One family moves in, another begins work on its Habitat home

Monday, December 18, 2006

The Runnelses broke ground for their home recently, while the Baileys set up house.

As one new homeowner received the keys to her Habitat for Humanity house Sunday, another family broke ground at the property where the organization's 26th home will be built in the Cape Girardeau area.

"This is a dream come true for us," said Dustin Runnels, who with his wife, Florita and their children, Alexis and Allisen, broke ground for their Habitat home at the corner of College Street and West End Boulevard.

Runnels, who is employed by the city of Cape Girardeau, and his wife, Florita, a certified nursing assistant, have lived in rental homes since high school. They've applied for home loans in the past, but have been unsuccessful.

The couple heard about the Habitat for Humanity organization about a year ago.

"The Habitat organization is perfect for us," Florita said. "We're just your average everyday people who needed a little boost."

People who receive homes from Habitat for Humanity must be capable of paying off no-interest loans of about $250 per month for more than 20 years, as well as perform 250 hours of "sweat equity" in helping build the homes. The homeowners must also pay about $250 in insurance up front.

When the Runnels found out they were approved for a home in July, they began volunteering to build other Habitat homes. Now, they are looking forward to starting work on their home, which should be complete in March.

"We're really excited -- we're looking forward to being new homeowners," Florita said. "We've been helping out with other homes and now, finally, it's our turn."

The couple's daughters may be even more excited than their parents about the new Habitat home since they will each get their own bedroom.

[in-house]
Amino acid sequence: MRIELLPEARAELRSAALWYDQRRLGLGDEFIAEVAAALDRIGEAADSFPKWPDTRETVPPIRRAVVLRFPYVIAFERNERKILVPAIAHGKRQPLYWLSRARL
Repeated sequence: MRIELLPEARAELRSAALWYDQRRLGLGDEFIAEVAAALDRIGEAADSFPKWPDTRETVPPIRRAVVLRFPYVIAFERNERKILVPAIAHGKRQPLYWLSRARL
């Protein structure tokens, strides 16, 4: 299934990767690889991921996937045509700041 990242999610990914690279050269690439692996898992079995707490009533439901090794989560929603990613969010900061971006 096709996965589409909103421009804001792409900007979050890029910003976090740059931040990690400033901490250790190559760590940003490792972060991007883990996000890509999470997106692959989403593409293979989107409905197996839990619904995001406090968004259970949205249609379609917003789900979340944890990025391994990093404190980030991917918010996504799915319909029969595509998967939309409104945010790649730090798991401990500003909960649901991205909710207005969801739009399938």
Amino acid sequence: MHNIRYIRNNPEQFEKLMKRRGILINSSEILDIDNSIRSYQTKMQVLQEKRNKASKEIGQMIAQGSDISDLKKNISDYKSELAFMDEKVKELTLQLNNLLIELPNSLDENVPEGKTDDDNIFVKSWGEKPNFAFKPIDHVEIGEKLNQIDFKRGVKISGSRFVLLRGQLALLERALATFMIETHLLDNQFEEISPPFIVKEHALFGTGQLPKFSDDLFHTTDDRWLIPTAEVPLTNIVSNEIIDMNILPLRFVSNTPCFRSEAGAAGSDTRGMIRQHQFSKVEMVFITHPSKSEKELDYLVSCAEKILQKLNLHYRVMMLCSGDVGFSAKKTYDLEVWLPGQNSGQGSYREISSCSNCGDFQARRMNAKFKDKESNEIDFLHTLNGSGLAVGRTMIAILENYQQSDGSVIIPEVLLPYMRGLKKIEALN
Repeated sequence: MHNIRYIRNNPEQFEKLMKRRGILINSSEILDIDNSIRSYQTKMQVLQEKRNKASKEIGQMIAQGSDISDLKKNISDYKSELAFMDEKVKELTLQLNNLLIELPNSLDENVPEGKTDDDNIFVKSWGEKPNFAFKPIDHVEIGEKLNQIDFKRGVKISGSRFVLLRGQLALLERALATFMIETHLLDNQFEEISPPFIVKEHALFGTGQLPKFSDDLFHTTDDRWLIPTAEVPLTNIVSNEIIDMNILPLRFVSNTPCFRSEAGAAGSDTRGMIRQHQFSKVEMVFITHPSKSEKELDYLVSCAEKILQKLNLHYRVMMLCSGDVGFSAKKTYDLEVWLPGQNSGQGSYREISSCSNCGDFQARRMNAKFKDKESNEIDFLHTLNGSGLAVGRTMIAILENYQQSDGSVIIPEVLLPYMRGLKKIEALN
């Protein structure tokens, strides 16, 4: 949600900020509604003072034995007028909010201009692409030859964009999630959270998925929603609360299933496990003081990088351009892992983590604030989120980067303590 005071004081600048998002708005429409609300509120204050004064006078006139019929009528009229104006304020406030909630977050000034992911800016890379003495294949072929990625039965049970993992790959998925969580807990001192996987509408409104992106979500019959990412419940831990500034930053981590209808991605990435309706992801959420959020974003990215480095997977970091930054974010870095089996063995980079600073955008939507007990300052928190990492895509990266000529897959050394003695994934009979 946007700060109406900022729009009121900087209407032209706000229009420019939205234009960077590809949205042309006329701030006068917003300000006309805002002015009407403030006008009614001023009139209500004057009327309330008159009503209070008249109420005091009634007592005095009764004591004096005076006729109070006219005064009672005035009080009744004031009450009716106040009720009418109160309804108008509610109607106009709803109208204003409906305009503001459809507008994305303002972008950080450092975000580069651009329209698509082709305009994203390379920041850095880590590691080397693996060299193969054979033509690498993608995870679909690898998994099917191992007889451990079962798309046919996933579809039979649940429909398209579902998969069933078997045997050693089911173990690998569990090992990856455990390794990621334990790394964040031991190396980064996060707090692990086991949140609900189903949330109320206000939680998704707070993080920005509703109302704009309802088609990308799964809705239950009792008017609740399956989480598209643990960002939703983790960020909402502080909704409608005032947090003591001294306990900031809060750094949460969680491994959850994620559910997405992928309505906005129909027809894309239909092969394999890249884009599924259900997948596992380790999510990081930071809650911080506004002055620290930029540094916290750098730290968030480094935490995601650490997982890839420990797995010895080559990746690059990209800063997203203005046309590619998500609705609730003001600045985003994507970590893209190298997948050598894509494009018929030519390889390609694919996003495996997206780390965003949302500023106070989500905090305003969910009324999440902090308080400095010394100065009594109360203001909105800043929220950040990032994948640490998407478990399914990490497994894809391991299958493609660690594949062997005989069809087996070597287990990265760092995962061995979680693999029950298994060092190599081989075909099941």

"I can't wait for my own room," said 8-year-old Alexis.

The Bailey family, formerly of Southern Illinois, received the keys to their College Street Habitat for Humanity home Sunday. The family will begin moving furniture into their new house today.

"It's an early Christmas present," said Bailey, who asked that her name not be used for security reasons. "This is a great organization, and we're so thankful for it."

The Cape Girardeau Area Habitat for Humanity has set a goal of building 25 homes in the next five years. The local affiliate was formed 20 years ago and has built 25 homes in the area.

"The 25-home goal is attainable but it will be a lot of work," said Roy Jones, with the Habitat for Humanity.

"I have faith that we will be able to do this," he said. "The community has really grown in support of Habitat for Humanity over the years."

Organizations like the United Way of Southeast Missouri doubled its donation to $40,000 this year, and businesses like Buchheit's have donated building supplies for two of the last homes constructed.

"With everyone behind us, we have to now find families who are willing to make their dreams of homeownership a reality," Jones said.

People who want to live in a Habitat home must earn 25 percent to 50 percent of the median family income, which averages about $7 to $14 an hour for a family of four combined. To obtain an application for a Habitat home, contact the Cape Girardeau office at 334-9728.

jfreeze@semissourian.com

335-6611, extension 246

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